Even during the worst moments of the symptoms resulting from CSA, I never bothered or wanted to have an official diagnosis rendered. The main driving force was I didn’t want to give my family an out. They would have loved to have an excuse to point to for the outrageous allegations I was stating against my brothers, father, and grandfather. Their denial is so deep that they would have pointed to PTSD or an anxiety disorder as causing the allegations instead of the other way around. My mother once went so far as to blame them on my taking Synthroid….um, yeah, hallucinations are a common side-effect……. My family also “feared” I was being brain-washed by someone who lived across the country and I only saw every couple of years. Luckily, I know who did the real brain-washing.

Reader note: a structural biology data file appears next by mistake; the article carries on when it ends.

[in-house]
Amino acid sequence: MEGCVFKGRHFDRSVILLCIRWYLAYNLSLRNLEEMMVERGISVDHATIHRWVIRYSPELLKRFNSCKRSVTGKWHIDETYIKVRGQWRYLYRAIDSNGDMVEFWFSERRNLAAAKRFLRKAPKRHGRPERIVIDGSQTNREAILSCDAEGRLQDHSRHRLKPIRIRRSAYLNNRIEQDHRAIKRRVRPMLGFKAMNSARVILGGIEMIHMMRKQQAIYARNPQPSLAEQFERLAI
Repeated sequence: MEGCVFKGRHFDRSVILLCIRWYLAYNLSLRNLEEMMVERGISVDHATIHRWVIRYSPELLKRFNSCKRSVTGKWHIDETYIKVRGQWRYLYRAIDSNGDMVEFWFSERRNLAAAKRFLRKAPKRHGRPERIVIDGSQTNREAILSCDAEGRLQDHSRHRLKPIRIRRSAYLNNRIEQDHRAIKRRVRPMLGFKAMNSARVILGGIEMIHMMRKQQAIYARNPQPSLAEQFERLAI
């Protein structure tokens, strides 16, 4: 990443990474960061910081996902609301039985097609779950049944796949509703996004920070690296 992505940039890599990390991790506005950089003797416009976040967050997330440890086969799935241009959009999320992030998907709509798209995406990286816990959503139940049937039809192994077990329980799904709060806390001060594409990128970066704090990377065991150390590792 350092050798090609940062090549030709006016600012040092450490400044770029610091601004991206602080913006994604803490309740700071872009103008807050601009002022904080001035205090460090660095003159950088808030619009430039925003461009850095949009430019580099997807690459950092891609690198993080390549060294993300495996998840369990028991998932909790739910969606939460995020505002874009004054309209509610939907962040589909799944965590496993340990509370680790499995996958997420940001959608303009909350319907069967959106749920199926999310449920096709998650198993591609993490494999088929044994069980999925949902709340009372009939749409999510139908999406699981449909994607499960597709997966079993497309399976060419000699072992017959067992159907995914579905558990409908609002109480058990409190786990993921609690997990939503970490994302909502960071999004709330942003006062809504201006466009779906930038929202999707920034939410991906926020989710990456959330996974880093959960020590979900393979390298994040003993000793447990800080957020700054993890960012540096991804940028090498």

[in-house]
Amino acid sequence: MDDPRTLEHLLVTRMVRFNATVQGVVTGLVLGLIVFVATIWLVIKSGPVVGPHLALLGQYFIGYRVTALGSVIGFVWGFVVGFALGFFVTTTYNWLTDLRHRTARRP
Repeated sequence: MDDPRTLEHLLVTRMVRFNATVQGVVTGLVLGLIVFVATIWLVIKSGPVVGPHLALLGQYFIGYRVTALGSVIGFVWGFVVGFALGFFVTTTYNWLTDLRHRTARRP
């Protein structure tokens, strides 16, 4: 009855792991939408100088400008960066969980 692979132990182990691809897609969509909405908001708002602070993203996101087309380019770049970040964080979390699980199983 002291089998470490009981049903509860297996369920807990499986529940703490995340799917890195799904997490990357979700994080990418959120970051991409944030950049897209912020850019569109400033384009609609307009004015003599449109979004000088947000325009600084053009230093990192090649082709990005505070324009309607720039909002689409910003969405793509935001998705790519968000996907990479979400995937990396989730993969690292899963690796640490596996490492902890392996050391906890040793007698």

From my experience from having JRA as a child, I knew how to manage symptoms and I viewed the effects of CSA in the same manner. Whether I had an official diagnosis or not, what was important to me was learning to live with it, however it was showing up in my life.

Physical pain level is often measured on the continuum of 1-10 with 1 being it has zero effect on your day to day activities and 10 being you are unable to do the activity at all. Maintenance of the pain level is obtained by introducing stimuli that assist with moving the higher number to a lower one. The goal is not to get rid of it totally, but to have it be at a level where a certain quality of life can be achieved. Methods could include: medication, meditation, hot or cold treatment, massage, or anything the individual finds helpful for reducing his pain level. Other more unhealthy methods are also used by individuals to achieve the goal: recreational drugs, alcohol, over-eating, aggression, promiscuity, or anything that ultimately harms the individual and those around him.

Over the past 25 years, I have utilized both healthy and unhealthy means for managing the pain associated with CSA. Sometimes it worked and sometimes it didn’t. The emotional/mental pain level can sustain a level of 10 for longer than I ever dreamed possible. But thankfully,  it has always gone down at some point.